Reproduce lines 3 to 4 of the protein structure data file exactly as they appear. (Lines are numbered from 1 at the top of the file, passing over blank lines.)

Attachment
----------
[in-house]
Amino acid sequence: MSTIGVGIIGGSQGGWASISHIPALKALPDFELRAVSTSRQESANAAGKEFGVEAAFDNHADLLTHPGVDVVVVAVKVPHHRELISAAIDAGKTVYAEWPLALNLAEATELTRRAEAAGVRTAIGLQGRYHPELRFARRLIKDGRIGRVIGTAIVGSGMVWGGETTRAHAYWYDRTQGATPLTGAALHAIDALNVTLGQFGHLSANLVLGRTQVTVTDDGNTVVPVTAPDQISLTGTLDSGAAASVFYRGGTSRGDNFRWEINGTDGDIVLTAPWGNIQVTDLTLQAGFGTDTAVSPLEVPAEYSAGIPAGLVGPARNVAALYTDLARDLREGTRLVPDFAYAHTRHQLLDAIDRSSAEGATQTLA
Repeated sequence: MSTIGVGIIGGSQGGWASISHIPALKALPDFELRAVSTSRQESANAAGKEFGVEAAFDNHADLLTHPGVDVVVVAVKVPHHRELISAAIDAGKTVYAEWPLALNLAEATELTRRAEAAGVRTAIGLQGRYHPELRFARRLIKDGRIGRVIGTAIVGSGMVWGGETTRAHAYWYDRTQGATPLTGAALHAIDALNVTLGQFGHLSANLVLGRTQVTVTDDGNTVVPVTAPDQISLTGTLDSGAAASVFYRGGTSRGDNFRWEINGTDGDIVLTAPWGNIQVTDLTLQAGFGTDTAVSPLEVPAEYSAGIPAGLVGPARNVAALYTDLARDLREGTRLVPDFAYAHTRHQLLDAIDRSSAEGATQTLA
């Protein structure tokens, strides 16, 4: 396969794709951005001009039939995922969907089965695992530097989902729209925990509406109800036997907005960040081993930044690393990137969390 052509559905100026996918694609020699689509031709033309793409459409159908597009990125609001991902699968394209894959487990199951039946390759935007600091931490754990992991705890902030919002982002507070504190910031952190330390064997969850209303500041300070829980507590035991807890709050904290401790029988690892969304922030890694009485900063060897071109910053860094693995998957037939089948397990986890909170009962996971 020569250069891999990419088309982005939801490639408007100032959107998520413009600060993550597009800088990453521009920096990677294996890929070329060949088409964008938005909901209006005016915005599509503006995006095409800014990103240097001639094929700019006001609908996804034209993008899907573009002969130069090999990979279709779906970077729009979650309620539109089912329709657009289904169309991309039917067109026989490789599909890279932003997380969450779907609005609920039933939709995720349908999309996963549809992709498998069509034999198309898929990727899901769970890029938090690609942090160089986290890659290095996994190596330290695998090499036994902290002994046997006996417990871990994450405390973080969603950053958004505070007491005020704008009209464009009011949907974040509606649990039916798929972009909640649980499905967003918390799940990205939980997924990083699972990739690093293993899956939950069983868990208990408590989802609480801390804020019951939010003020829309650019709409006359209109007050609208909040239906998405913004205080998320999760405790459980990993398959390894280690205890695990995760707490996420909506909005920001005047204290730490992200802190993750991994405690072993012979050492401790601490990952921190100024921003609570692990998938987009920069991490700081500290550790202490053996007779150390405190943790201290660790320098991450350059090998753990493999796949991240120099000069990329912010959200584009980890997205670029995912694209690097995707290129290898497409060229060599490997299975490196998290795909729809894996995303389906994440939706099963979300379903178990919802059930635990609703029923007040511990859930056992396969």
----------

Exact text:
Repeated sequence: MSTIGVGIIGGSQGGWASISHIPALKALPDFELRAVSTSRQESANAAGKEFGVEAAFDNHADLLTHPGVDVVVVAVKVPHHRELISAAIDAGKTVYAEWPLALNLAEATELTRRAEAAGVRTAIGLQGRYHPELRFARRLIKDGRIGRVIGTAIVGSGMVWGGETTRAHAYWYDRTQGATPLTGAALHAIDALNVTLGQFGHLSANLVLGRTQVTVTDDGNTVVPVTAPDQISLTGTLDSGAAASVFYRGGTSRGDNFRWEINGTDGDIVLTAPWGNIQVTDLTLQAGFGTDTAVSPLEVPAEYSAGIPAGLVGPARNVAALYTDLARDLREGTRLVPDFAYAHTRHQLLDAIDRSSAEGATQTLA
């Protein structure tokens, strides 16, 4: 396969794709951005001009039939995922969907089965695992530097989902729209925990509406109800036997907005960040081993930044690393990137969390 052509559905100026996918694609020699689509031709033309793409459409159908597009990125609001991902699968394209894959487990199951039946390759935007600091931490754990992991705890902030919002982002507070504190910031952190330390064997969850209303500041300070829980507590035991807890709050904290401790029988690892969304922030890694009485900063060897071109910053860094693995998957037939089948397990986890909170009962996971 020569250069891999990419088309982005939801490639408007100032959107998520413009600060993550597009800088990453521009920096990677294996890929070329060949088409964008938005909901209006005016915005599509503006995006095409800014990103240097001639094929700019006001609908996804034209993008899907573009002969130069090999990979279709779906970077729009979650309620539109089912329709657009289904169309991309039917067109026989490789599909890279932003997380969450779907609005609920039933939709995720349908999309996963549809992709498998069509034999198309898929990727899901769970890029938090690609942090160089986290890659290095996994190596330290695998090499036994902290002994046997006996417990871990994450405390973080969603950053958004505070007491005020704008009209464009009011949907974040509606649990039916798929972009909640649980499905967003918390799940990205939980997924990083699972990739690093293993899956939950069983868990208990408590989802609480801390804020019951939010003020829309650019709409006359209109007050609208909040239906998405913004205080998320999760405790459980990993398959390894280690205890695990995760707490996420909506909005920001005047204290730490992200802190993750991994405690072993012979050492401790601490990952921190100024921003609570692990998938987009920069991490700081500290550790202490053996007779150390405190943790201290660790320098991450350059090998753990493999796949991240120099000069990329912010959200584009980890997205670029995912694209690097995707290129290898497409060229060599490997299975490196998290795909729809894996995303389906994440939706099963979300379903178990919802059930635990609703029923007040511990859930056992396969």